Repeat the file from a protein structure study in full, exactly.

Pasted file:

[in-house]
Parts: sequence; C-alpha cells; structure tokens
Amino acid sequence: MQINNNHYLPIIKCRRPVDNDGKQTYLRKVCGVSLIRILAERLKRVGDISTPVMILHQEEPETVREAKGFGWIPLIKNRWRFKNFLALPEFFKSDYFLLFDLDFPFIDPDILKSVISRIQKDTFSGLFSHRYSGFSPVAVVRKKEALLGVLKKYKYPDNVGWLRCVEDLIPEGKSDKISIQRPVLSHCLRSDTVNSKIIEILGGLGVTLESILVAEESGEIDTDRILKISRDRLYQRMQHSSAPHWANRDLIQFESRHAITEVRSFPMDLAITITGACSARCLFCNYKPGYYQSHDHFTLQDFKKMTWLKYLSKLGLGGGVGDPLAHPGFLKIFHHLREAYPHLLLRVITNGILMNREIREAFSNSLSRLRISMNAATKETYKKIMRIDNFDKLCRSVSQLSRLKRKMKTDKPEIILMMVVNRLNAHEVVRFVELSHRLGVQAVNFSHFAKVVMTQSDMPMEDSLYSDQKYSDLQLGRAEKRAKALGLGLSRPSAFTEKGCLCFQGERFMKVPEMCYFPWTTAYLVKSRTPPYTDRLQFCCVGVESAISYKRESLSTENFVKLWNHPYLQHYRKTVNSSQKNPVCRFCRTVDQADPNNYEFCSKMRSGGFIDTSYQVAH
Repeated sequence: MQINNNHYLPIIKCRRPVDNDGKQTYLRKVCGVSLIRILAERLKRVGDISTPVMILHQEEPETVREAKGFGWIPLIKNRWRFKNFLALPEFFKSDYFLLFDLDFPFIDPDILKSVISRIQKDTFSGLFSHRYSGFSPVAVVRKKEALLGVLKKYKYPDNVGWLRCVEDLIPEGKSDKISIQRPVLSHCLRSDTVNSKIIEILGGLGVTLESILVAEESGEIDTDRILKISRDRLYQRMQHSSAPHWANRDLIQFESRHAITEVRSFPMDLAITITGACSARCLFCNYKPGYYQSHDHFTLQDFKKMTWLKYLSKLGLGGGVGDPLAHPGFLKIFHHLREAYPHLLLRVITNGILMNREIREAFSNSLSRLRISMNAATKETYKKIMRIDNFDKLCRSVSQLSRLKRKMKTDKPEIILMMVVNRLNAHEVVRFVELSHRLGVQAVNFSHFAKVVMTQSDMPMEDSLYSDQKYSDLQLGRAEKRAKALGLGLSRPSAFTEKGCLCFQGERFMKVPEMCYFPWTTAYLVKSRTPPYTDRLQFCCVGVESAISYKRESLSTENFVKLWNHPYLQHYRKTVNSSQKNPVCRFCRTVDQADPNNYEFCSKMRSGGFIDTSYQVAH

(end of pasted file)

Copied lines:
[in-house]
Parts: sequence; C-alpha cells; structure tokens
Amino acid sequence: MQINNNHYLPIIKCRRPVDNDGKQTYLRKVCGVSLIRILAERLKRVGDISTPVMILHQEEPETVREAKGFGWIPLIKNRWRFKNFLALPEFFKSDYFLLFDLDFPFIDPDILKSVISRIQKDTFSGLFSHRYSGFSPVAVVRKKEALLGVLKKYKYPDNVGWLRCVEDLIPEGKSDKISIQRPVLSHCLRSDTVNSKIIEILGGLGVTLESILVAEESGEIDTDRILKISRDRLYQRMQHSSAPHWANRDLIQFESRHAITEVRSFPMDLAITITGACSARCLFCNYKPGYYQSHDHFTLQDFKKMTWLKYLSKLGLGGGVGDPLAHPGFLKIFHHLREAYPHLLLRVITNGILMNREIREAFSNSLSRLRISMNAATKETYKKIMRIDNFDKLCRSVSQLSRLKRKMKTDKPEIILMMVVNRLNAHEVVRFVELSHRLGVQAVNFSHFAKVVMTQSDMPMEDSLYSDQKYSDLQLGRAEKRAKALGLGLSRPSAFTEKGCLCFQGERFMKVPEMCYFPWTTAYLVKSRTPPYTDRLQFCCVGVESAISYKRESLSTENFVKLWNHPYLQHYRKTVNSSQKNPVCRFCRTVDQADPNNYEFCSKMRSGGFIDTSYQVAH
Repeated sequence: MQINNNHYLPIIKCRRPVDNDGKQTYLRKVCGVSLIRILAERLKRVGDISTPVMILHQEEPETVREAKGFGWIPLIKNRWRFKNFLALPEFFKSDYFLLFDLDFPFIDPDILKSVISRIQKDTFSGLFSHRYSGFSPVAVVRKKEALLGVLKKYKYPDNVGWLRCVEDLIPEGKSDKISIQRPVLSHCLRSDTVNSKIIEILGGLGVTLESILVAEESGEIDTDRILKISRDRLYQRMQHSSAPHWANRDLIQFESRHAITEVRSFPMDLAITITGACSARCLFCNYKPGYYQSHDHFTLQDFKKMTWLKYLSKLGLGGGVGDPLAHPGFLKIFHHLREAYPHLLLRVITNGILMNREIREAFSNSLSRLRISMNAATKETYKKIMRIDNFDKLCRSVSQLSRLKRKMKTDKPEIILMMVVNRLNAHEVVRFVELSHRLGVQAVNFSHFAKVVMTQSDMPMEDSLYSDQKYSDLQLGRAEKRAKALGLGLSRPSAFTEKGCLCFQGERFMKVPEMCYFPWTTAYLVKSRTPPYTDRLQFCCVGVESAISYKRESLSTENFVKLWNHPYLQHYRKTVNSSQKNPVCRFCRTVDQADPNNYEFCSKMRSGGFIDTSYQVAH